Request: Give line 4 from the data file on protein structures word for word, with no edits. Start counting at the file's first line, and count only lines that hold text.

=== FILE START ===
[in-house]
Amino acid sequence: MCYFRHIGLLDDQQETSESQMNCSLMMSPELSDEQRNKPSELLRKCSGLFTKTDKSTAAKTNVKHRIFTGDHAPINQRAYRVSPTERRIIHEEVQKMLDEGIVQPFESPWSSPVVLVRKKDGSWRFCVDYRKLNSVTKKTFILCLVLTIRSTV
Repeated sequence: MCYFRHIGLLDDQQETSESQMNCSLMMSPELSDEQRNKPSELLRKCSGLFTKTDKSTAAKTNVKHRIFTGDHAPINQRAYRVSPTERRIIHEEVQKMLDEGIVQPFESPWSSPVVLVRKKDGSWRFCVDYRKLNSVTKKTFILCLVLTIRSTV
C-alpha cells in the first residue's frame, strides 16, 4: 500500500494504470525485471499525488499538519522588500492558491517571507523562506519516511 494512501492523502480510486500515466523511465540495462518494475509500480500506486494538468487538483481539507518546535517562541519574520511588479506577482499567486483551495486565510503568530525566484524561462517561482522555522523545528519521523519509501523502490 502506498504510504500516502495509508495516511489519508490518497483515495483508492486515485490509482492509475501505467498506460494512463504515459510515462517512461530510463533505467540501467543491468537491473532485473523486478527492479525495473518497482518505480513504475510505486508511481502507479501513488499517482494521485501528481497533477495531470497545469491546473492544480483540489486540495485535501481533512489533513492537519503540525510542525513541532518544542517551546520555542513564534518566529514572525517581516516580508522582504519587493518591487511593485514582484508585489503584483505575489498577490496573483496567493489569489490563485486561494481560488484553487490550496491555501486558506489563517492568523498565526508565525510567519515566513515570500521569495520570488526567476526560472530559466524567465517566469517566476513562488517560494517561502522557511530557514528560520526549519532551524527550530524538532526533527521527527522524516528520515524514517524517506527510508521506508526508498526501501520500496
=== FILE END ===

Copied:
C-alpha cells in the first residue's frame, strides 16, 4: 500500500494504470525485471499525488499538519522588500492558491517571507523562506519516511 494512501492523502480510486500515466523511465540495462518494475509500480500506486494538468487538483481539507518546535517562541519574520511588479506577482499567486483551495486565510503568530525566484524561462517561482522555522523545528519521523519509501523502490 502506498504510504500516502495509508495516511489519508490518497483515495483508492486515485490509482492509475501505467498506460494512463504515459510515462517512461530510463533505467540501467543491468537491473532485473523486478527492479525495473518497482518505480513504475510505486508511481502507479501513488499517482494521485501528481497533477495531470497545469491546473492544480483540489486540495485535501481533512489533513492537519503540525510542525513541532518544542517551546520555542513564534518566529514572525517581516516580508522582504519587493518591487511593485514582484508585489503584483505575489498577490496573483496567493489569489490563485486561494481560488484553487490550496491555501486558506489563517492568523498565526508565525510567519515566513515570500521569495520570488526567476526560472530559466524567465517566469517566476513562488517560494517561502522557511530557514528560520526549519532551524527550530524538532526533527521527527522524516528520515524514517524517506527510508521506508526508498526501501520500496